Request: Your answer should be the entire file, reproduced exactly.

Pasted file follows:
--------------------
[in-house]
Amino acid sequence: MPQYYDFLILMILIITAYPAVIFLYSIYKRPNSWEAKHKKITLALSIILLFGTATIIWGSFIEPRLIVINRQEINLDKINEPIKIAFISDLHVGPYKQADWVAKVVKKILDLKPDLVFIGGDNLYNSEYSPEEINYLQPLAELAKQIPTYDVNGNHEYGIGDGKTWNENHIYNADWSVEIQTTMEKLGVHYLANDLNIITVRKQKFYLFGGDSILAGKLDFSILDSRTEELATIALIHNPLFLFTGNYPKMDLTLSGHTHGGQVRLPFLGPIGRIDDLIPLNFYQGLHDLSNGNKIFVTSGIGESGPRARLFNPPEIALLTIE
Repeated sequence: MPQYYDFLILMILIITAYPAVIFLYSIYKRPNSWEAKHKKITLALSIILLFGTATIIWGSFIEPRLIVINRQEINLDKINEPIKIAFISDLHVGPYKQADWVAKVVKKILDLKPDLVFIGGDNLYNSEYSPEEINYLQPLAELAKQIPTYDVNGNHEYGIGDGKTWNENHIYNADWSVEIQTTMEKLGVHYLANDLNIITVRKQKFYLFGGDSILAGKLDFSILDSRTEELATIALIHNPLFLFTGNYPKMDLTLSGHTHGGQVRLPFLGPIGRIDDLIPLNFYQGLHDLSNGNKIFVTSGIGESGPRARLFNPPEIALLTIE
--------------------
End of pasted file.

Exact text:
[in-house]
Amino acid sequence: MPQYYDFLILMILIITAYPAVIFLYSIYKRPNSWEAKHKKITLALSIILLFGTATIIWGSFIEPRLIVINRQEINLDKINEPIKIAFISDLHVGPYKQADWVAKVVKKILDLKPDLVFIGGDNLYNSEYSPEEINYLQPLAELAKQIPTYDVNGNHEYGIGDGKTWNENHIYNADWSVEIQTTMEKLGVHYLANDLNIITVRKQKFYLFGGDSILAGKLDFSILDSRTEELATIALIHNPLFLFTGNYPKMDLTLSGHTHGGQVRLPFLGPIGRIDDLIPLNFYQGLHDLSNGNKIFVTSGIGESGPRARLFNPPEIALLTIE
Repeated sequence: MPQYYDFLILMILIITAYPAVIFLYSIYKRPNSWEAKHKKITLALSIILLFGTATIIWGSFIEPRLIVINRQEINLDKINEPIKIAFISDLHVGPYKQADWVAKVVKKILDLKPDLVFIGGDNLYNSEYSPEEINYLQPLAELAKQIPTYDVNGNHEYGIGDGKTWNENHIYNADWSVEIQTTMEKLGVHYLANDLNIITVRKQKFYLFGGDSILAGKLDFSILDSRTEELATIALIHNPLFLFTGNYPKMDLTLSGHTHGGQVRLPFLGPIGRIDDLIPLNFYQGLHDLSNGNKIFVTSGIGESGPRARLFNPPEIALLTIE